Ok, made a bit of progress on the back- it's fiddly but not that hard to be honest. Most of the bits & pieces arrived and for the first time in about a month it was sunny here so I had a stab at getting one side done.
Feeling stupid? Let's go put rivets in an SLK
The goal is to press one of these guys into the hole next to the drain below the C-pillar (rivnut details are in a previous reply):
This is a roof-down, trunk-open job. I didn't bother putting the trunk lid into assembly mode, but for the left-side I will; the working space was pretty tight and much cursing ensued. First, prize off the plastic leaf-guard with a trim tool or flat-bladed screwdriver. Then gently lift the parcel shelf up as far as it'll go with the trunk lid up. Pull the end of the lower trunk lid seal from the top, towards the back of the car:
You'll have to (gently) pull a bit harder when you get as far as the extended flat lump of rubber that goes over the drain hole since it's held on with adhesive. This video https://youtu.be/Q0Z-EVP0NYA
shows the process fully but you only need to remove the seal as far as the plastic side-stopper for the trunk lid. I found 10 years of dirt ingress under the seal when I did that- yikes!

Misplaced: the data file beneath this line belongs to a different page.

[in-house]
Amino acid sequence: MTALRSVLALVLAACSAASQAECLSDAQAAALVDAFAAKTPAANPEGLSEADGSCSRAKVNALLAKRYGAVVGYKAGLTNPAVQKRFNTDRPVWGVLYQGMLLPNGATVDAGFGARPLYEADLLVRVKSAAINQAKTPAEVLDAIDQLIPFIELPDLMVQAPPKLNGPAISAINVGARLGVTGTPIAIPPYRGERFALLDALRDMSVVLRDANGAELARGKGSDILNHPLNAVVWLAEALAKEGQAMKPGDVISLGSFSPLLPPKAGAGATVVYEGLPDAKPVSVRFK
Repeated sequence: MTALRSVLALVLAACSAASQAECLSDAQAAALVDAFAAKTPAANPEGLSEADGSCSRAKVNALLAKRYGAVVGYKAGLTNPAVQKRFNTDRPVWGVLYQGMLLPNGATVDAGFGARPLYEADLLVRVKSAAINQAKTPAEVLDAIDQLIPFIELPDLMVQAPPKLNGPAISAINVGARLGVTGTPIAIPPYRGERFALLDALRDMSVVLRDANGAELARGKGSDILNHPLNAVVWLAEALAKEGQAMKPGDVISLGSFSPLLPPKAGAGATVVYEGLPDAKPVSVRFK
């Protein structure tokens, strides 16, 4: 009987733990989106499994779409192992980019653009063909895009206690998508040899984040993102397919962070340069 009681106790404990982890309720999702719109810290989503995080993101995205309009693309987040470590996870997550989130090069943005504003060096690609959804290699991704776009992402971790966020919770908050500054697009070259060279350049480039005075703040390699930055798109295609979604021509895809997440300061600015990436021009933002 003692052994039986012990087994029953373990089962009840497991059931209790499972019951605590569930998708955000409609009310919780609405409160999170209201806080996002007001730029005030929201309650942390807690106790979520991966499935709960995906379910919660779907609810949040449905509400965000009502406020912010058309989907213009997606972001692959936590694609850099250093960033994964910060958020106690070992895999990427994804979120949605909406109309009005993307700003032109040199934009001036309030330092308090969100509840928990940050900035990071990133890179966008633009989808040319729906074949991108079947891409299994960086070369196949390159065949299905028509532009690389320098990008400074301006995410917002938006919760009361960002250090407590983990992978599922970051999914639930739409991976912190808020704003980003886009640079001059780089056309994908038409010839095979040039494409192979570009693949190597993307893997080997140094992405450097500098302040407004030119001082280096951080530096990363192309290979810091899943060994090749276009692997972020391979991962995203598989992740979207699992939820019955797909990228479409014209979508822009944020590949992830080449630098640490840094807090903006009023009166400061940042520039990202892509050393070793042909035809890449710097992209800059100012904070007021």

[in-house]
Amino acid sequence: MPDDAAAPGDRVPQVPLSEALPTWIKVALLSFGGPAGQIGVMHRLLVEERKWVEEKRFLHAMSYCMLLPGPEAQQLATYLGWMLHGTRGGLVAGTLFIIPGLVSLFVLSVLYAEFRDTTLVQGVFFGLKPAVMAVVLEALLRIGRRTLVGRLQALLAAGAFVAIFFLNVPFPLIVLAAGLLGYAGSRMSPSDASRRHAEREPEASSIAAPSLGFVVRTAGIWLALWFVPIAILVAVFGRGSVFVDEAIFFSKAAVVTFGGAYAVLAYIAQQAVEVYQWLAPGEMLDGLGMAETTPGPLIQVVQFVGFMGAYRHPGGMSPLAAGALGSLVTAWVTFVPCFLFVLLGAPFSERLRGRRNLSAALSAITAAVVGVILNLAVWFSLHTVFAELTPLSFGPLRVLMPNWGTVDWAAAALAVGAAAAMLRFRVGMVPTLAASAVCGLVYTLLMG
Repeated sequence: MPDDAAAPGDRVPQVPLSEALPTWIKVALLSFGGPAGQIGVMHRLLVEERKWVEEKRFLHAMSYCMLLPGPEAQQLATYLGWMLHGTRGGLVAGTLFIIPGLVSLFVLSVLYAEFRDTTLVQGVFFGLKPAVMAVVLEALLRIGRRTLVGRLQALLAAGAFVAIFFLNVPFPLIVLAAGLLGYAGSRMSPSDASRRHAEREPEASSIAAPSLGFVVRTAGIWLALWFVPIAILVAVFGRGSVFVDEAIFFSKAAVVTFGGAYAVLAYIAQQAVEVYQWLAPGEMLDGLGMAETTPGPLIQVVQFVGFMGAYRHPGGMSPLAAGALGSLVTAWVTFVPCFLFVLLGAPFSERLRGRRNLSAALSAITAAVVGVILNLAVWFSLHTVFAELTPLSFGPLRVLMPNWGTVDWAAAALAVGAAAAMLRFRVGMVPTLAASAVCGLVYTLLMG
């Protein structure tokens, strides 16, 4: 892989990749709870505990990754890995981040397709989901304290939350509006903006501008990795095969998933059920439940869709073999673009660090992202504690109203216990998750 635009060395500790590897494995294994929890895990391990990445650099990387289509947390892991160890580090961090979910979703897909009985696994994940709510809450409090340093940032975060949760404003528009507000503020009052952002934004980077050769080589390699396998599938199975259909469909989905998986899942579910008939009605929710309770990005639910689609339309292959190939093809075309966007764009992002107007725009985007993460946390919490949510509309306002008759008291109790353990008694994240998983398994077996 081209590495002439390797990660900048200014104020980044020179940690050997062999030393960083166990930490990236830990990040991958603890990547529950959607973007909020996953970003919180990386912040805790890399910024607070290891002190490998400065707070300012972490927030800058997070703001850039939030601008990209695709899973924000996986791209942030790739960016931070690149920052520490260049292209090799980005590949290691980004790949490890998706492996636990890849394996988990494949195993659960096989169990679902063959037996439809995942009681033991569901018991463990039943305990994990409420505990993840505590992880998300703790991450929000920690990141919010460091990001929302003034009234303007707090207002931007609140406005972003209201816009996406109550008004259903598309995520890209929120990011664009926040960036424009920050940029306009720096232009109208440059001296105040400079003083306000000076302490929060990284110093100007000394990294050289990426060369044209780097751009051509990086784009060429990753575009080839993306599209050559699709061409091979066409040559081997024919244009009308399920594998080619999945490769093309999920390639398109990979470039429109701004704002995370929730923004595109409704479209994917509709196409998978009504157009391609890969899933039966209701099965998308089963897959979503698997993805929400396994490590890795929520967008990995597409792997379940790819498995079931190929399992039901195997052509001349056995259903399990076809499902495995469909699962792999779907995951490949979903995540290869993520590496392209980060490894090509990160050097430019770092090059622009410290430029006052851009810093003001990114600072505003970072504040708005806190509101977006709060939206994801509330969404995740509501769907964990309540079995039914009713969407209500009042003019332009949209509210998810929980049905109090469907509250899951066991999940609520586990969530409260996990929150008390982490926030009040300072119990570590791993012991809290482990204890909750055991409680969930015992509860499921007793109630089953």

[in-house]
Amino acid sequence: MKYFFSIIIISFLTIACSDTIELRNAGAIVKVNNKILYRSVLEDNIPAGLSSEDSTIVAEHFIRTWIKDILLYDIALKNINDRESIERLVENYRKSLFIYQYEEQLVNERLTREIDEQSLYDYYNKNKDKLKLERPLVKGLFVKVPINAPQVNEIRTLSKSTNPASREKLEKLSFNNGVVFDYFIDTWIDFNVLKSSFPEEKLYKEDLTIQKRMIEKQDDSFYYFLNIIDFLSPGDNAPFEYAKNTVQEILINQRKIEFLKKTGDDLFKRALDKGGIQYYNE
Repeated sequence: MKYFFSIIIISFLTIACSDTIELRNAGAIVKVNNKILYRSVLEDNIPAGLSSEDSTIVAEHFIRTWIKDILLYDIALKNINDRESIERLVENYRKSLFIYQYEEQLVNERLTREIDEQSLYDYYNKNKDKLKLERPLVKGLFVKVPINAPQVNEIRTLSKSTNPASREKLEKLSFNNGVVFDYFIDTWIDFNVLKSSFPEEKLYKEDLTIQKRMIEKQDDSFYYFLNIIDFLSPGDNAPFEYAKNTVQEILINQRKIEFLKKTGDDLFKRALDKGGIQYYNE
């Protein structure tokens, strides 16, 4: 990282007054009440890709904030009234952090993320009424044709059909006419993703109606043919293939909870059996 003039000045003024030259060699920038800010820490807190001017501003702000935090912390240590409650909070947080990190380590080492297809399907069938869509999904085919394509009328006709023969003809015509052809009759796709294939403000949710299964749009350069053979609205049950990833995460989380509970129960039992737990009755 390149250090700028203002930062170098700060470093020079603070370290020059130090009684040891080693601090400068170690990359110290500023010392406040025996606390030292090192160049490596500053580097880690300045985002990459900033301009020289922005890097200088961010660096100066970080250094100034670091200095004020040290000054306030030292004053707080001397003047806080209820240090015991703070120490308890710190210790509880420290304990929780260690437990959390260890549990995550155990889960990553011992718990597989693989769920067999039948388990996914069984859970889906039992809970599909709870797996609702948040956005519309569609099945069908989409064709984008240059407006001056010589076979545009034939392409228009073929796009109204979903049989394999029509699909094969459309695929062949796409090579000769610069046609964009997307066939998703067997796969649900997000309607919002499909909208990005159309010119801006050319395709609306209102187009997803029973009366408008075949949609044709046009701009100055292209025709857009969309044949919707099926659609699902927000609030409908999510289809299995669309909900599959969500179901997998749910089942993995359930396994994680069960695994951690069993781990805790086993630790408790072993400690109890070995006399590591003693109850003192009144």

I cleaned the area, first with water + household detergent and then wiped down and dried with isopropyl alcohol. You'll also want to remove the rubber stopper from the hole where the rivet goes:
Now we get destructive- the WIS doc says to bend back the sheet metal lip holding the seal. I don't think there's a clean way of doing this, especially on a curved surface. I used some mole-grips with some microfiber fabric over them to avoid damaging the paint:
Bend the bare minimum necessary for your rivet tool to have a clear working area around the hole.
The yellow residue in the picture is leftover adhesive from the seal, not dirt. I'm going to order an entire new seal having seen the mess underneath, but that's a job for another day.
I already had a rivet-nut gizmo at home- a Sealey short-arm hand tool, which gives more control over force exerted but does require more space than an electric one. Whatever you use, take your time- the flange on the nut should be seated absolutely parallel with the paint surface and these things are a total pain to re-pull. Pic in action:
To reassemble, perform the above steps in reverse. Clean the leaf guard before replacing- it has a bevelled edge which needs to face down:
...and the final result with everything back in place:
Phew, one side down, one to go!